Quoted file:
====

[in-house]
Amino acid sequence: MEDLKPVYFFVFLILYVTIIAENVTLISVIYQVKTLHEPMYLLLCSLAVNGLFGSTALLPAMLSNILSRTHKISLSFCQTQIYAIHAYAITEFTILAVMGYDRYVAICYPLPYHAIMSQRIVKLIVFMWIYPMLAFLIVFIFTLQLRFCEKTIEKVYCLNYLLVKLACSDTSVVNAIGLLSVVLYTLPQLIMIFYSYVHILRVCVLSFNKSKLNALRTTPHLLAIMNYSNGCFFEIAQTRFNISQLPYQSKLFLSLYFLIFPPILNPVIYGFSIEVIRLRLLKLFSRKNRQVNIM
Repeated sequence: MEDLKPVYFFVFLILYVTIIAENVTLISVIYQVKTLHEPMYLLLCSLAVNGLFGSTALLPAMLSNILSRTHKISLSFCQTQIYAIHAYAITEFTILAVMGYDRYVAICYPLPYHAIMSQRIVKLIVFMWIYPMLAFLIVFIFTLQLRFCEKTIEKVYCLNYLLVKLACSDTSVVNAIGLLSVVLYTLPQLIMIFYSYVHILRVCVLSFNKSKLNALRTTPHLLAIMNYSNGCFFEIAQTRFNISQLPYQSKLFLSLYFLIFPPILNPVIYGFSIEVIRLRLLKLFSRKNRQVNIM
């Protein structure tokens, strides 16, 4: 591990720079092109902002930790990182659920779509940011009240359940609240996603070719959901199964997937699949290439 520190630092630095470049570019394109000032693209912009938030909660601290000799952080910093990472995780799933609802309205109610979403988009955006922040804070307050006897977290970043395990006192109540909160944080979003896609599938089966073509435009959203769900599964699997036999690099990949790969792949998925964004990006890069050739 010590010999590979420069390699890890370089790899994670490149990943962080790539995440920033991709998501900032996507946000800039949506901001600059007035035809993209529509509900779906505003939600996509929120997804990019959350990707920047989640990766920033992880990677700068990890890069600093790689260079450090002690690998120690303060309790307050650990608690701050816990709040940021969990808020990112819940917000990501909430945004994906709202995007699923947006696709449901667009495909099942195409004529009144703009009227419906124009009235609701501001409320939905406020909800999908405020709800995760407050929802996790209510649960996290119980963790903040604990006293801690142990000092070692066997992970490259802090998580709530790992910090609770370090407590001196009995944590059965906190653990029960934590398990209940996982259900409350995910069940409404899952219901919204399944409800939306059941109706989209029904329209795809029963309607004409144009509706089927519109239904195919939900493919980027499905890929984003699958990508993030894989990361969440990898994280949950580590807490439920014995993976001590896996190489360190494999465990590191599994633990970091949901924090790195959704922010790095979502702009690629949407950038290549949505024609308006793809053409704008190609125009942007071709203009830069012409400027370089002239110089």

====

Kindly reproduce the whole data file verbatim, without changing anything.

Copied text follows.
[in-house]
Amino acid sequence: MEDLKPVYFFVFLILYVTIIAENVTLISVIYQVKTLHEPMYLLLCSLAVNGLFGSTALLPAMLSNILSRTHKISLSFCQTQIYAIHAYAITEFTILAVMGYDRYVAICYPLPYHAIMSQRIVKLIVFMWIYPMLAFLIVFIFTLQLRFCEKTIEKVYCLNYLLVKLACSDTSVVNAIGLLSVVLYTLPQLIMIFYSYVHILRVCVLSFNKSKLNALRTTPHLLAIMNYSNGCFFEIAQTRFNISQLPYQSKLFLSLYFLIFPPILNPVIYGFSIEVIRLRLLKLFSRKNRQVNIM
Repeated sequence: MEDLKPVYFFVFLILYVTIIAENVTLISVIYQVKTLHEPMYLLLCSLAVNGLFGSTALLPAMLSNILSRTHKISLSFCQTQIYAIHAYAITEFTILAVMGYDRYVAICYPLPYHAIMSQRIVKLIVFMWIYPMLAFLIVFIFTLQLRFCEKTIEKVYCLNYLLVKLACSDTSVVNAIGLLSVVLYTLPQLIMIFYSYVHILRVCVLSFNKSKLNALRTTPHLLAIMNYSNGCFFEIAQTRFNISQLPYQSKLFLSLYFLIFPPILNPVIYGFSIEVIRLRLLKLFSRKNRQVNIM
């Protein structure tokens, strides 16, 4: 591990720079092109902002930790990182659920779509940011009240359940609240996603070719959901199964997937699949290439 520190630092630095470049570019394109000032693209912009938030909660601290000799952080910093990472995780799933609802309205109610979403988009955006922040804070307050006897977290970043395990006192109540909160944080979003896609599938089966073509435009959203769900599964699997036999690099990949790969792949998925964004990006890069050739 010590010999590979420069390699890890370089790899994670490149990943962080790539995440920033991709998501900032996507946000800039949506901001600059007035035809993209529509509900779906505003939600996509929120997804990019959350990707920047989640990766920033992880990677700068990890890069600093790689260079450090002690690998120690303060309790307050650990608690701050816990709040940021969990808020990112819940917000990501909430945004994906709202995007699923947006696709449901667009495909099942195409004529009144703009009227419906124009009235609701501001409320939905406020909800999908405020709800995760407050929802996790209510649960996290119980963790903040604990006293801690142990000092070692066997992970490259802090998580709530790992910090609770370090407590001196009995944590059965906190653990029960934590398990209940996982259900409350995910069940409404899952219901919204399944409800939306059941109706989209029904329209795809029963309607004409144009509706089927519109239904195919939900493919980027499905890929984003699958990508993030894989990361969440990898994280949950580590807490439920014995993976001590896996190489360190494999465990590191599994633990970091949901924090790195959704922010790095979502702009690629949407950038290549949505024609308006793809053409704008190609125009942007071709203009830069012409400027370089002239110089």